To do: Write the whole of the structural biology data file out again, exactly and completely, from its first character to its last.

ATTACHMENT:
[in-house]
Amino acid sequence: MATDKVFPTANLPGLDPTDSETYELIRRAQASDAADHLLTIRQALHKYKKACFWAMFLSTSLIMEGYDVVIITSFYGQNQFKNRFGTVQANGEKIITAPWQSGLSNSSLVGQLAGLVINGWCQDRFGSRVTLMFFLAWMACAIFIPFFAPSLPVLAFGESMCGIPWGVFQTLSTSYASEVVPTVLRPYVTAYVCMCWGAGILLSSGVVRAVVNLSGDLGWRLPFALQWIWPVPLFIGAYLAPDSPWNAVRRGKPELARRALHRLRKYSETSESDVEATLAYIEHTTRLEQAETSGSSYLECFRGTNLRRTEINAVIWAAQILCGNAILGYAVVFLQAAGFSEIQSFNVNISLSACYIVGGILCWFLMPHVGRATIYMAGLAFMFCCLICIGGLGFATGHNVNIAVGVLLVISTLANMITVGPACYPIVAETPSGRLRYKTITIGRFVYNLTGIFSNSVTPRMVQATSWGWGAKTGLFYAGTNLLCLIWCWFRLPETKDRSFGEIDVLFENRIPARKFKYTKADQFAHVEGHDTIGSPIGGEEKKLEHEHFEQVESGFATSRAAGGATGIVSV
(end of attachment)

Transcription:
[in-house]
Amino acid sequence: MATDKVFPTANLPGLDPTDSETYELIRRAQASDAADHLLTIRQALHKYKKACFWAMFLSTSLIMEGYDVVIITSFYGQNQFKNRFGTVQANGEKIITAPWQSGLSNSSLVGQLAGLVINGWCQDRFGSRVTLMFFLAWMACAIFIPFFAPSLPVLAFGESMCGIPWGVFQTLSTSYASEVVPTVLRPYVTAYVCMCWGAGILLSSGVVRAVVNLSGDLGWRLPFALQWIWPVPLFIGAYLAPDSPWNAVRRGKPELARRALHRLRKYSETSESDVEATLAYIEHTTRLEQAETSGSSYLECFRGTNLRRTEINAVIWAAQILCGNAILGYAVVFLQAAGFSEIQSFNVNISLSACYIVGGILCWFLMPHVGRATIYMAGLAFMFCCLICIGGLGFATGHNVNIAVGVLLVISTLANMITVGPACYPIVAETPSGRLRYKTITIGRFVYNLTGIFSNSVTPRMVQATSWGWGAKTGLFYAGTNLLCLIWCWFRLPETKDRSFGEIDVLFENRIPARKFKYTKADQFAHVEGHDTIGSPIGGEEKKLEHEHFEQVESGFATSRAAGGATGIVSV